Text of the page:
ESPN’s Layoffs Are a Reminder that Nobody’s Job is Safe

In the biz, we like to call what happened to ESPN a case of “getting out over your skis.” (Note: No one actually says that). The Worldwide Leader will throw around buzzwords like “over leveraged” and “synergies” but in reality they had a shitty product and the tribe has spoken. It’s Econ 101 really … if no one watches said shitty show, said shitty talent gets laid off.


Ok, now that we’ve confirmed life has given some ESPN reporters lemons, let’s make some lemonade, shall we?


This might come as a rude awakening to some of you, but nobody’s job is safe. Sure, this might sound like the intro of a 4 AM get rich quick infomercial, but by definition, most of us are employees at will. I’ll spare you the legalese but this essentially means you can leave anytime you want and your employer can throw your ass out on the street faster than the time it will take for you to explain why you were caught with your pants around your ankles in the copy room for the second time this month.


So next time you think you are too important to be fired because you do that one administrative task no one else cares to learn or because your boss always asks how your family is doing, know this: YOU ARE NOT. Like Beyonce said, “I can have another you in a minute.” Top talent gets laid off because they cost too much money, low men (and women) on the totem pole get set loose for looking at an MD the wrong way and everyone in between is only as good as what they’ve done for management lately. NOBODY IS SAFE.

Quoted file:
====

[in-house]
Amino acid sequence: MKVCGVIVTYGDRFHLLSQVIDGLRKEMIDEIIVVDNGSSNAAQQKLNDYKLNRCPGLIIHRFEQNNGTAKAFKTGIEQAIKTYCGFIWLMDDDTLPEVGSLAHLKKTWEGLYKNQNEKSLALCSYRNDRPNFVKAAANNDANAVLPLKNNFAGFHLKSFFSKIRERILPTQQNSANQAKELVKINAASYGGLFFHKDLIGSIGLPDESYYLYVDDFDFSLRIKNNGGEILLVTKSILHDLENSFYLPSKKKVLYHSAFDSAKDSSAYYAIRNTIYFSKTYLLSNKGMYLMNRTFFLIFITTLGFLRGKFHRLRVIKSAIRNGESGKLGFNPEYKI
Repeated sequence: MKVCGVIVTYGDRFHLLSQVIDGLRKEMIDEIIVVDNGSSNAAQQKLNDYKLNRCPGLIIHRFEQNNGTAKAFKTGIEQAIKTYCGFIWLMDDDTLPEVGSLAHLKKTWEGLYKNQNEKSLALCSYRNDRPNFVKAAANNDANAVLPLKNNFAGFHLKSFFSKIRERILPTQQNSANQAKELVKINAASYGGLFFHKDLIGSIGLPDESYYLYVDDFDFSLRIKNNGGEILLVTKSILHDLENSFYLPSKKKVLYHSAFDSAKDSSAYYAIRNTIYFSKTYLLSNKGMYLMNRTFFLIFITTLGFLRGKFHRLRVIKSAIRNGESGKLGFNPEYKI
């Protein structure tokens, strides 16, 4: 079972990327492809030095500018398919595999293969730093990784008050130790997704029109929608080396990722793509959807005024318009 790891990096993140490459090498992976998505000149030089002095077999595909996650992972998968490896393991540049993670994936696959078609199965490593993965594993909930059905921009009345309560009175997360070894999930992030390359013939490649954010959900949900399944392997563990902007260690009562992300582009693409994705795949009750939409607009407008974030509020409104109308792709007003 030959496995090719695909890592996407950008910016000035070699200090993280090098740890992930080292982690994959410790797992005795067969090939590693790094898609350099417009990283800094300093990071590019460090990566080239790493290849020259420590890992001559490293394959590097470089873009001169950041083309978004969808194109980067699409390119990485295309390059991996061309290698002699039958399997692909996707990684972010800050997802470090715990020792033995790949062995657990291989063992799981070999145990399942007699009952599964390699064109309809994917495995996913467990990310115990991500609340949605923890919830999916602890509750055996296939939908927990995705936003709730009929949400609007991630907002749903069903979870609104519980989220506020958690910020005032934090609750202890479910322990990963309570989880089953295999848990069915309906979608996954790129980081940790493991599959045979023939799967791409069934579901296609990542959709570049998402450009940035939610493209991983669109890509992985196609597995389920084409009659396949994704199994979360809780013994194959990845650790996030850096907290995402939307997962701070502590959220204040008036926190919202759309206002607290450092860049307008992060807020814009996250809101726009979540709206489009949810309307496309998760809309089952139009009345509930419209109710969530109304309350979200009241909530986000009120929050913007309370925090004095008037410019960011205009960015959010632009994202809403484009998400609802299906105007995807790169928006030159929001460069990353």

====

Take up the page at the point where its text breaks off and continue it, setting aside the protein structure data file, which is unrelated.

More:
I’ve happy houred with too many over-confident #CEBrOs and #Ladybosses to know an idiot when I see one. Never, EVER think you’re too big to fail, always remember that you’re just a number and keep your head on a swivel.


So if you don’t get anything else out of this article, keep this nugget in the back of your brain: cushioning isn’t just for dating anymore. Having your own golden parachute to land safely when the shit hits the fan isn’t a terrible idea. Networking and having prospective employers and recruiters “keep you in mind” won’t be the worst idea you ever had. I promise.


Open the Kimono on Layoffs

The part where real experts give some real advice.

Doomsday Prep: 7 Things Every Successful Guy Should Do Before a Layoff is probably one of the real-est articles I found about layoffs. I mean, it has “Doomsday” in the title … doesn’t get more real than that. It gives tips most soft websites won’t tell you about: “Act Like a Spy”, “Become an HR Insider” etc.